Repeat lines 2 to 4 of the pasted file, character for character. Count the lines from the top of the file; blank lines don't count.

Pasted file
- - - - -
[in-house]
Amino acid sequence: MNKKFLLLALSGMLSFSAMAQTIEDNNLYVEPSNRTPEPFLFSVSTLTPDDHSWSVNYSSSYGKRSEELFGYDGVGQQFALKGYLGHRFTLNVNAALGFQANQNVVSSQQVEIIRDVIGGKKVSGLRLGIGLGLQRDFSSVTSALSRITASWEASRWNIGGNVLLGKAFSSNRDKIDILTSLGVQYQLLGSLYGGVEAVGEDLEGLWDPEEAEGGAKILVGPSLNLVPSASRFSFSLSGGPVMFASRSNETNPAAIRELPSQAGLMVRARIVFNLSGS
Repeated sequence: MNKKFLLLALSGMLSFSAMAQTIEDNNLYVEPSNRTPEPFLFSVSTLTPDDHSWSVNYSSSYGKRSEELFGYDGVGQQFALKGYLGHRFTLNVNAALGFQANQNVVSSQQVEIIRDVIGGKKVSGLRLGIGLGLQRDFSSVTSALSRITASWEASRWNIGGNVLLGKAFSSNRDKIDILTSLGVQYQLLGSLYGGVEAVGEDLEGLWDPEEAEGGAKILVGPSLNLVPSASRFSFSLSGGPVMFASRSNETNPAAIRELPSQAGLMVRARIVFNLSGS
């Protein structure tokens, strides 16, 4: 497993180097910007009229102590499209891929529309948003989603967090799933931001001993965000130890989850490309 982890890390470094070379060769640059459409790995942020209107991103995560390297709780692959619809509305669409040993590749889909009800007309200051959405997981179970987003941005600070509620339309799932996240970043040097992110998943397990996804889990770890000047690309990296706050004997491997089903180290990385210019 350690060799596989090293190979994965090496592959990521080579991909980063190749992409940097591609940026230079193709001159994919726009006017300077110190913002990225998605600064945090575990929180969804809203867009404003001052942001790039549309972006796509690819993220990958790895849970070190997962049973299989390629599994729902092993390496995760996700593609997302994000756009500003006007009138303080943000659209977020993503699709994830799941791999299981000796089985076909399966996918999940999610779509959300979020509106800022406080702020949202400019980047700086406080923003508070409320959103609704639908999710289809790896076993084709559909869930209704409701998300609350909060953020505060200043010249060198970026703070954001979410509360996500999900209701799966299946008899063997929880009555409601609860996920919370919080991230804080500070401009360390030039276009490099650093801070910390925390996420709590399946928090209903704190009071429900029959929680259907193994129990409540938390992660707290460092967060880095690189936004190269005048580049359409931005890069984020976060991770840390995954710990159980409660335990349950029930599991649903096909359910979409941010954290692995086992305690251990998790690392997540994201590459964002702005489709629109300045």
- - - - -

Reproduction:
Amino acid sequence: MNKKFLLLALSGMLSFSAMAQTIEDNNLYVEPSNRTPEPFLFSVSTLTPDDHSWSVNYSSSYGKRSEELFGYDGVGQQFALKGYLGHRFTLNVNAALGFQANQNVVSSQQVEIIRDVIGGKKVSGLRLGIGLGLQRDFSSVTSALSRITASWEASRWNIGGNVLLGKAFSSNRDKIDILTSLGVQYQLLGSLYGGVEAVGEDLEGLWDPEEAEGGAKILVGPSLNLVPSASRFSFSLSGGPVMFASRSNETNPAAIRELPSQAGLMVRARIVFNLSGS
Repeated sequence: MNKKFLLLALSGMLSFSAMAQTIEDNNLYVEPSNRTPEPFLFSVSTLTPDDHSWSVNYSSSYGKRSEELFGYDGVGQQFALKGYLGHRFTLNVNAALGFQANQNVVSSQQVEIIRDVIGGKKVSGLRLGIGLGLQRDFSSVTSALSRITASWEASRWNIGGNVLLGKAFSSNRDKIDILTSLGVQYQLLGSLYGGVEAVGEDLEGLWDPEEAEGGAKILVGPSLNLVPSASRFSFSLSGGPVMFASRSNETNPAAIRELPSQAGLMVRARIVFNLSGS
């Protein structure tokens, strides 16, 4: 497993180097910007009229102590499209891929529309948003989603967090799933931001001993965000130890989850490309 982890890390470094070379060769640059459409790995942020209107991103995560390297709780692959619809509305669409040993590749889909009800007309200051959405997981179970987003941005600070509620339309799932996240970043040097992110998943397990996804889990770890000047690309990296706050004997491997089903180290990385210019 350690060799596989090293190979994965090496592959990521080579991909980063190749992409940097591609940026230079193709001159994919726009006017300077110190913002990225998605600064945090575990929180969804809203867009404003001052942001790039549309972006796509690819993220990958790895849970070190997962049973299989390629599994729902092993390496995760996700593609997302994000756009500003006007009138303080943000659209977020993503699709994830799941791999299981000796089985076909399966996918999940999610779509959300979020509106800022406080702020949202400019980047700086406080923003508070409320959103609704639908999710289809790896076993084709559909869930209704409701998300609350909060953020505060200043010249060198970026703070954001979410509360996500999900209701799966299946008899063997929880009555409601609860996920919370919080991230804080500070401009360390030039276009490099650093801070910390925390996420709590399946928090209903704190009071429900029959929680259907193994129990409540938390992660707290460092967060880095690189936004190269005048580049359409931005890069984020976060991770840390995954710990159980409660335990349950029930599991649903096909359910979409941010954290692995086992305690251990998790690392997540994201590459964002702005489709629109300045």